“Leave?” Cried the old woman incredulously. “But I have nowhere else to go. You see, I got lost in these woods, and as it is winter, I thought I’d better find a warm place to stay, I have no money for a hotel Miss Blanche and I thought you’d be kind enough to—” Suddenly a bitter taste was present in Blanche’s mouth, her tongue was dry, dehydrated. An intense taste of blood emerged. How was it that this old woman, whom she had never seen, let alone met, was immediately knowledgeable of where she lived, and her name too? The old woman remained in the hallway, her feet cemented firmly on the cracked wooden floor. Blanche was not sure what to say, or do. Should I push her out? She pondered, fear rising to her chest, like a snake slowing tightening around her throat. She had not been so terrified for a long time. There was a moment of silence, Blanche was staring at her acquaintance. It seemed that this was out of choice, however, she felt compelled to turn away, but a state of paralysis would not allow it, her neck tight and frozen.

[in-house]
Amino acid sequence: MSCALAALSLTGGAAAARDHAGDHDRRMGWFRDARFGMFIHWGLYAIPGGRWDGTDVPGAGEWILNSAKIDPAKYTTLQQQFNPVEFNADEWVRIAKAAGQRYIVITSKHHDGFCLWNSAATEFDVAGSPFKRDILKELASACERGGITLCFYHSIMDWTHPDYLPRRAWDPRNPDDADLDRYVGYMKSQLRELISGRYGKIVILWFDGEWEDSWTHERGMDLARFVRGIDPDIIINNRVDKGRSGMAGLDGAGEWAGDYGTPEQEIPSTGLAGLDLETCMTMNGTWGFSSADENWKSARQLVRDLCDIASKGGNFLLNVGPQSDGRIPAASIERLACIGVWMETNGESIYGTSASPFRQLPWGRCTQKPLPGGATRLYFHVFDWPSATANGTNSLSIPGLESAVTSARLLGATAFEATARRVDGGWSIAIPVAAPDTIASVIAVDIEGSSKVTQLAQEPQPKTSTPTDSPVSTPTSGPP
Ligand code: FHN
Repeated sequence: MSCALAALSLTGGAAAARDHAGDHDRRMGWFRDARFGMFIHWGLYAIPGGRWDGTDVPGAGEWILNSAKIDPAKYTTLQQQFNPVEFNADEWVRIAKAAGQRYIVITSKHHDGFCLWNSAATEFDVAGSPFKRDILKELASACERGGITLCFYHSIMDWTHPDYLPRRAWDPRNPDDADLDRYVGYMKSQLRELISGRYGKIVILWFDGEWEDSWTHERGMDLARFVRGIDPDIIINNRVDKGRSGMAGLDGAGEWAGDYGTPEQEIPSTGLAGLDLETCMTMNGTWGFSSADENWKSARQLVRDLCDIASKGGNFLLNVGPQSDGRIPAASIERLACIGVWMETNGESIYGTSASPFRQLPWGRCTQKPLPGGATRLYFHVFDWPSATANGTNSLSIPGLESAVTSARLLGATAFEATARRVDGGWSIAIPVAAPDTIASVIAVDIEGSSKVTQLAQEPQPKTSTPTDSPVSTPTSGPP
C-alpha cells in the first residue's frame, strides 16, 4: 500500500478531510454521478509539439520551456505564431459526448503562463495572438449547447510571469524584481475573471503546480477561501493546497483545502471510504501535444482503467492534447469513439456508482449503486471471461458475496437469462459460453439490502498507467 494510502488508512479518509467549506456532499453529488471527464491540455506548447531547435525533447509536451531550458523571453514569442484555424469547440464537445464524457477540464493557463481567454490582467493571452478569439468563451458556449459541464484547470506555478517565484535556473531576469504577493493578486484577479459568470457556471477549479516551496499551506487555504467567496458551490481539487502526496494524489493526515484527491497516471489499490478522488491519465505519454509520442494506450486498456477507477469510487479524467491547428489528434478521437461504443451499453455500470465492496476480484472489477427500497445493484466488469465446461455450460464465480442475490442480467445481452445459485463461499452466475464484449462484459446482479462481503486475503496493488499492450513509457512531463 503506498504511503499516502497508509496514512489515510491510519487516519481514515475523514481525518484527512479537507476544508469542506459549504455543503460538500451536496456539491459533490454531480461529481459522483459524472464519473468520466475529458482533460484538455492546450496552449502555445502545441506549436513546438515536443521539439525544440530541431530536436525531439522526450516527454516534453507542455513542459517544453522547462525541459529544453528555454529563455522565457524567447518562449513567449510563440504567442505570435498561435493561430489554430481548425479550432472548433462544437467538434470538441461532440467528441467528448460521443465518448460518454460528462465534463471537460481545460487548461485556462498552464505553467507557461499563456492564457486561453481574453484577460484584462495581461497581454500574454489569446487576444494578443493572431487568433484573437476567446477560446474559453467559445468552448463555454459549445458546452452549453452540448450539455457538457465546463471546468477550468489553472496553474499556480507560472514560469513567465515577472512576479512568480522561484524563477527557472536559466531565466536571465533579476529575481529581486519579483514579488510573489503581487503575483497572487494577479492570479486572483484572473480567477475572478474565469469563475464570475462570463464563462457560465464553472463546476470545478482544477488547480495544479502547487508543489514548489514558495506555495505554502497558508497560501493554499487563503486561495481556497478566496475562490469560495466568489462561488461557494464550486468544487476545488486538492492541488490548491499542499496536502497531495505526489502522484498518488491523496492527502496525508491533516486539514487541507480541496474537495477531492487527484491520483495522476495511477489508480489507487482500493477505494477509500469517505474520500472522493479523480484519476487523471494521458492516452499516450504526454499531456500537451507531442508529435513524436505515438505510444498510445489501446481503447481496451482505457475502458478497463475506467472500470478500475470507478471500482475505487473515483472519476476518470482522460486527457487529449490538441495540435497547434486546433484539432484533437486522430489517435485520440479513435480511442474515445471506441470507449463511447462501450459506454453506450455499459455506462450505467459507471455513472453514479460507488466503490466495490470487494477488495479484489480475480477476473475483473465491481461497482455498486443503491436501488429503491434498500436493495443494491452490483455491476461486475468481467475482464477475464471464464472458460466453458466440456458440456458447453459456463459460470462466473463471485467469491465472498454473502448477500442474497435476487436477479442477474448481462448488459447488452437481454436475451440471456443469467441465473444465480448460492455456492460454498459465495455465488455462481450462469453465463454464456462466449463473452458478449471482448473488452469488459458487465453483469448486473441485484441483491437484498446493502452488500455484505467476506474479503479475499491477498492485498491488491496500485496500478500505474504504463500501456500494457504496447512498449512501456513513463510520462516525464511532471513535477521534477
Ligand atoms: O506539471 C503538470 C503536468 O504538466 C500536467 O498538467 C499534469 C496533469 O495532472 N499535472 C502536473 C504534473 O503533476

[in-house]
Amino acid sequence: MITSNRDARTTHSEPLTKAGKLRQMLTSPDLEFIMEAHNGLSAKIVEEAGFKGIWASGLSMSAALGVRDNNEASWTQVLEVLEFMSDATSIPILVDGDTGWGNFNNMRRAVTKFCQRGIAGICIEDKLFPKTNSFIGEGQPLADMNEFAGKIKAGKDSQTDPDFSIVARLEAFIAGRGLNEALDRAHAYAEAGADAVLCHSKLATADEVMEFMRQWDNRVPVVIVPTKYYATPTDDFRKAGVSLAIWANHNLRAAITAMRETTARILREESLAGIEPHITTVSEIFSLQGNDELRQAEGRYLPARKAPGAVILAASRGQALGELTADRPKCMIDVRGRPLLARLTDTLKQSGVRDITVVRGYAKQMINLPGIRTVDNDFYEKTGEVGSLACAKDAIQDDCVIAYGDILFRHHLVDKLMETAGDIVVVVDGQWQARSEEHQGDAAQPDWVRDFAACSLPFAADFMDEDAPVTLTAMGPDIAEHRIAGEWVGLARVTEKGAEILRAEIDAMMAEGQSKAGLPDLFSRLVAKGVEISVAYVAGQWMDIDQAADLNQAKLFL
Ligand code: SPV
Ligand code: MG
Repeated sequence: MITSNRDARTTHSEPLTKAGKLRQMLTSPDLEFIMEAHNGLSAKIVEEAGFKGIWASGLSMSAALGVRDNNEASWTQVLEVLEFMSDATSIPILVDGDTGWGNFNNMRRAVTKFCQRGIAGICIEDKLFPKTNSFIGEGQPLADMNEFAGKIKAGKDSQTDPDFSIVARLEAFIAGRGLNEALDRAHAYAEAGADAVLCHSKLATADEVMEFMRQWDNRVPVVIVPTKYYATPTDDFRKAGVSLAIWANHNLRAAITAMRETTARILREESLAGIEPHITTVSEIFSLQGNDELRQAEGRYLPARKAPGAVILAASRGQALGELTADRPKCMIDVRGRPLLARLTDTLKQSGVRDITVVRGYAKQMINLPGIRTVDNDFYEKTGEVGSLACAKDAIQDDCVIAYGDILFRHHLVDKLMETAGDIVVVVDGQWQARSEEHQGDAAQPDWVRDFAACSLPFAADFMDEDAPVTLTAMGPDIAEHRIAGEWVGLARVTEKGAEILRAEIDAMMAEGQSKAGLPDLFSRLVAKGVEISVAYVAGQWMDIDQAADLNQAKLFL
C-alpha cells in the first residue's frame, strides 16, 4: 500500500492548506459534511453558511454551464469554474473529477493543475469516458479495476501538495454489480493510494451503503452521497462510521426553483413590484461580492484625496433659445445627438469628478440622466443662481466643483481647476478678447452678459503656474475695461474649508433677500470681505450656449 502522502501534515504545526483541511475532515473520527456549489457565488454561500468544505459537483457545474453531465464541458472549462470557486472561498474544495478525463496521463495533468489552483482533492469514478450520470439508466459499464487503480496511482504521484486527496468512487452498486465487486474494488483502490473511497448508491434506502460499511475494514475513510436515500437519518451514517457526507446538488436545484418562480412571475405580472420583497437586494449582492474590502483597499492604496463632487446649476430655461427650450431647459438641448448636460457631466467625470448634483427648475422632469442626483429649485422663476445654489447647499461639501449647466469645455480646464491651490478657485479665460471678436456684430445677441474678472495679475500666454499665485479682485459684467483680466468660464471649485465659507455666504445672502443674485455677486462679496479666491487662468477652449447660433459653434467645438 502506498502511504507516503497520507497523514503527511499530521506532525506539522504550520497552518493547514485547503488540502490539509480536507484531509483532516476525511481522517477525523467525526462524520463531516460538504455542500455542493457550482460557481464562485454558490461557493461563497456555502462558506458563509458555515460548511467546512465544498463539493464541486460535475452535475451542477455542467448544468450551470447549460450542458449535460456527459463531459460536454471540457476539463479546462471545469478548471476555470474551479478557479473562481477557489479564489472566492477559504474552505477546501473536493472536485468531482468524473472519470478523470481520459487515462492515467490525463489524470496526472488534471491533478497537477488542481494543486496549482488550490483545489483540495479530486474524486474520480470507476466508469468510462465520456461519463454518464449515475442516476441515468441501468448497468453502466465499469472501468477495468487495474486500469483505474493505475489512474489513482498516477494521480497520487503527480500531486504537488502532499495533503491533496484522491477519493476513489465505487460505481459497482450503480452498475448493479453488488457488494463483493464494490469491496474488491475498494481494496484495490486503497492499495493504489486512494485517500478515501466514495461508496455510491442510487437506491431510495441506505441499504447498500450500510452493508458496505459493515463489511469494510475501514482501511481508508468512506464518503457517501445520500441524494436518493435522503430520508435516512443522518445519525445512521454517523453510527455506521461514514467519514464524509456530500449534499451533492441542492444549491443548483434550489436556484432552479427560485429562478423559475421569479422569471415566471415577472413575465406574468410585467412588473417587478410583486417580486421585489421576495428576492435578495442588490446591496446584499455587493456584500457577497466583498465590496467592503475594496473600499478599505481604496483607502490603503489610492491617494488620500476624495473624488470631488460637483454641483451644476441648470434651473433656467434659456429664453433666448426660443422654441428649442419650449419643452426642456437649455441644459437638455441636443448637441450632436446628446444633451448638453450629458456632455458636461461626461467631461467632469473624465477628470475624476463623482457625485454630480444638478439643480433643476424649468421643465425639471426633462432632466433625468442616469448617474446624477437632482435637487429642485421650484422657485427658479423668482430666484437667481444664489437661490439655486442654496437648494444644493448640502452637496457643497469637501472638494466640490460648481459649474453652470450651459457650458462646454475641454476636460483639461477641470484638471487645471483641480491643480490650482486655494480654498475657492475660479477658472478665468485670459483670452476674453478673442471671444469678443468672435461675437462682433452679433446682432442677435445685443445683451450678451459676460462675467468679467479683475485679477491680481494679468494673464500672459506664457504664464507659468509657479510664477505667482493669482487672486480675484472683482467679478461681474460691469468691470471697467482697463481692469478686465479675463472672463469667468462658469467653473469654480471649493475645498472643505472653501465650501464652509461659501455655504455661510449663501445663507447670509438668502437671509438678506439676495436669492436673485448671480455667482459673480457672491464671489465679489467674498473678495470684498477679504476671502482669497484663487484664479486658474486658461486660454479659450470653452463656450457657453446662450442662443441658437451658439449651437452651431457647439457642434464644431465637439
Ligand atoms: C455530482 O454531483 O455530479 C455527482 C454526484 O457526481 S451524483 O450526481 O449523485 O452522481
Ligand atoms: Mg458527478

“Get out! You, you, you, old witch!”

“Take this apple,” mumbled the woman, “please.” She insisted, gently moving her bony hand towards Blanche, a bold crimson apple in her palm.

“GET OUT!” The thorns of Blanche’s words pierced the old lady’s ears, sending her to the floor. A painful cry pervaded the air, the tears leaving harmful vibrations as they splashed onto the floor. The woman got up, blood dripping from her left cheekbone, bruised and scratched, and rushed out of the house. Blanche watched at the door as the woman disappeared into a muggy atmosphere of mist and fog. Slamming the door, she walked away, brushing her smooth hands against each other.